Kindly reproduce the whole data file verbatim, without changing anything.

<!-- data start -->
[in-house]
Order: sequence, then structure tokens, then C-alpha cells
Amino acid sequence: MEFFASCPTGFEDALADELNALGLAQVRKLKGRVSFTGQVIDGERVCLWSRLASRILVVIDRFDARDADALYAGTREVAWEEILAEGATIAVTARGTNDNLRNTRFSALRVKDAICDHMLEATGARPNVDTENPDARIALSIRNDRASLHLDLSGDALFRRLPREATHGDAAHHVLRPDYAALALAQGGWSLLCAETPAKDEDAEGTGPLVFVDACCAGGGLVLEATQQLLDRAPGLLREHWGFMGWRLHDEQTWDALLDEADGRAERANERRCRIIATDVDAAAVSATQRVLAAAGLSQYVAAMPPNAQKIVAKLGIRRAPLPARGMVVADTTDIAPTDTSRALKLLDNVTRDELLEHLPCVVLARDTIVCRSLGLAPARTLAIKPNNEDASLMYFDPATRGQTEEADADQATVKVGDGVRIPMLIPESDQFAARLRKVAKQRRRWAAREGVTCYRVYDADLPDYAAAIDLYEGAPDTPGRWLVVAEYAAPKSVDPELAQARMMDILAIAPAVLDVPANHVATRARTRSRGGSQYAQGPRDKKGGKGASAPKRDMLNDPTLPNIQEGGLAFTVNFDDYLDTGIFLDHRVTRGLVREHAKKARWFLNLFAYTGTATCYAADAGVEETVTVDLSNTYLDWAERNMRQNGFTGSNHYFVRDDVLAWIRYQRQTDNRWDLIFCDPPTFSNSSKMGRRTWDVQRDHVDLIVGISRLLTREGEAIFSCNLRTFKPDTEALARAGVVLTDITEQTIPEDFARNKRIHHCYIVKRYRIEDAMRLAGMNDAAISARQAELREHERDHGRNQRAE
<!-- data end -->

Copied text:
[in-house]
Order: sequence, then structure tokens, then C-alpha cells
Amino acid sequence: MEFFASCPTGFEDALADELNALGLAQVRKLKGRVSFTGQVIDGERVCLWSRLASRILVVIDRFDARDADALYAGTREVAWEEILAEGATIAVTARGTNDNLRNTRFSALRVKDAICDHMLEATGARPNVDTENPDARIALSIRNDRASLHLDLSGDALFRRLPREATHGDAAHHVLRPDYAALALAQGGWSLLCAETPAKDEDAEGTGPLVFVDACCAGGGLVLEATQQLLDRAPGLLREHWGFMGWRLHDEQTWDALLDEADGRAERANERRCRIIATDVDAAAVSATQRVLAAAGLSQYVAAMPPNAQKIVAKLGIRRAPLPARGMVVADTTDIAPTDTSRALKLLDNVTRDELLEHLPCVVLARDTIVCRSLGLAPARTLAIKPNNEDASLMYFDPATRGQTEEADADQATVKVGDGVRIPMLIPESDQFAARLRKVAKQRRRWAAREGVTCYRVYDADLPDYAAAIDLYEGAPDTPGRWLVVAEYAAPKSVDPELAQARMMDILAIAPAVLDVPANHVATRARTRSRGGSQYAQGPRDKKGGKGASAPKRDMLNDPTLPNIQEGGLAFTVNFDDYLDTGIFLDHRVTRGLVREHAKKARWFLNLFAYTGTATCYAADAGVEETVTVDLSNTYLDWAERNMRQNGFTGSNHYFVRDDVLAWIRYQRQTDNRWDLIFCDPPTFSNSSKMGRRTWDVQRDHVDLIVGISRLLTREGEAIFSCNLRTFKPDTEALARAGVVLTDITEQTIPEDFARNKRIHHCYIVKRYRIEDAMRLAGMNDAAISARQAELREHERDHGRNQRAE